Understanding the Label

A great deal of information about the product and its quality can be learned by certain information on the label

The following information is mandatory:

  • The name of the producer and where the wine was produced
  • The size of the bottle
  • The year of vintage (if it is a vintage)
  • The level of sweetness (Brut, sec, demi-sec, doux, etc.)
  • The style- vintage, rose, blanc de blancs, blanc de noirs
  • Alcohol content
  • Produce of France
  • The registration letters and matriculation number (this can be a reasonable indicator of quality)

The Champagne trade can be divided into three main sectors: The houses, the growers, and the co-operatives

NM- Negociant-manipulant –the houses – although they may possess some vineyards, many rely on the purchase of grapes to produce their wines

CM- co-operative-manipulant- produced by the co-operatives who may either sell under their own label or that of the grower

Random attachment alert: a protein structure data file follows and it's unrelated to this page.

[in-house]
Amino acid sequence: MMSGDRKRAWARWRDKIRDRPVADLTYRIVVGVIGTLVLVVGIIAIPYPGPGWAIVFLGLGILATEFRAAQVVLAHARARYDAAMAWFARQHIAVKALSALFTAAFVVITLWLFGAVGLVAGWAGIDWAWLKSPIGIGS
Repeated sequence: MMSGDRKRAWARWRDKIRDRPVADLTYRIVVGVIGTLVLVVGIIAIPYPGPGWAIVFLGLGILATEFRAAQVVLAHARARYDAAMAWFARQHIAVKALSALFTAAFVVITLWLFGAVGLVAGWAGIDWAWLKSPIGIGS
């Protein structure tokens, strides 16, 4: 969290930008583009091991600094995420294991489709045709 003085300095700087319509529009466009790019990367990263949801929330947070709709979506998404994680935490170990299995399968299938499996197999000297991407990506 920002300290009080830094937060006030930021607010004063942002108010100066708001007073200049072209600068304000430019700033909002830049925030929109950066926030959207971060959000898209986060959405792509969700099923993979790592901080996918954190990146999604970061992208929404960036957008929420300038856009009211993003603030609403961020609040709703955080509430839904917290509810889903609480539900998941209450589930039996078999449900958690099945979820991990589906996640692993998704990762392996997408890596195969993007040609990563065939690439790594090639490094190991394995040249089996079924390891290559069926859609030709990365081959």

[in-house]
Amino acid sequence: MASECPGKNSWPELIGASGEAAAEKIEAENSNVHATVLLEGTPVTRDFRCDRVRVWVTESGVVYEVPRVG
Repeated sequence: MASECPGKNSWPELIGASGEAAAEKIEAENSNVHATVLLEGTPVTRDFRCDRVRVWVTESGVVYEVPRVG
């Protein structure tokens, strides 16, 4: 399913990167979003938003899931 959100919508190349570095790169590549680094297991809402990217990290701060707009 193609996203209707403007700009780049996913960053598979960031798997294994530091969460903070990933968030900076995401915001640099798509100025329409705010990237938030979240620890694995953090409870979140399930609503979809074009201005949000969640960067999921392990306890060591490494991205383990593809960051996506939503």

RM- recoltant-manipulant- small growers who use their own grapes to make the market their own wines. (They are restricted in increasing their crop by purchasing a maximum of 5% over and above their own grapes- which can be limiting in lesser vintages)

RC- recoltant-cooperateur- growers who remove their own bottles, bearing their own label, from the co-operative after it has made the wine

MA- marque d’acheteur- A buyers own label, e.g Champagne Pol Gessner made by Lanson for Woolworths

SR- Societe de recoltant- denoting wines from a company of wine growers who belong to the same family

R- recoltant- growers who sell their grapes to be processed elsewhere- a little Champagne is returned to them with their own label

ND- negociant-distributeur – buyers who buy in finished Champagne and distribute it under their own name.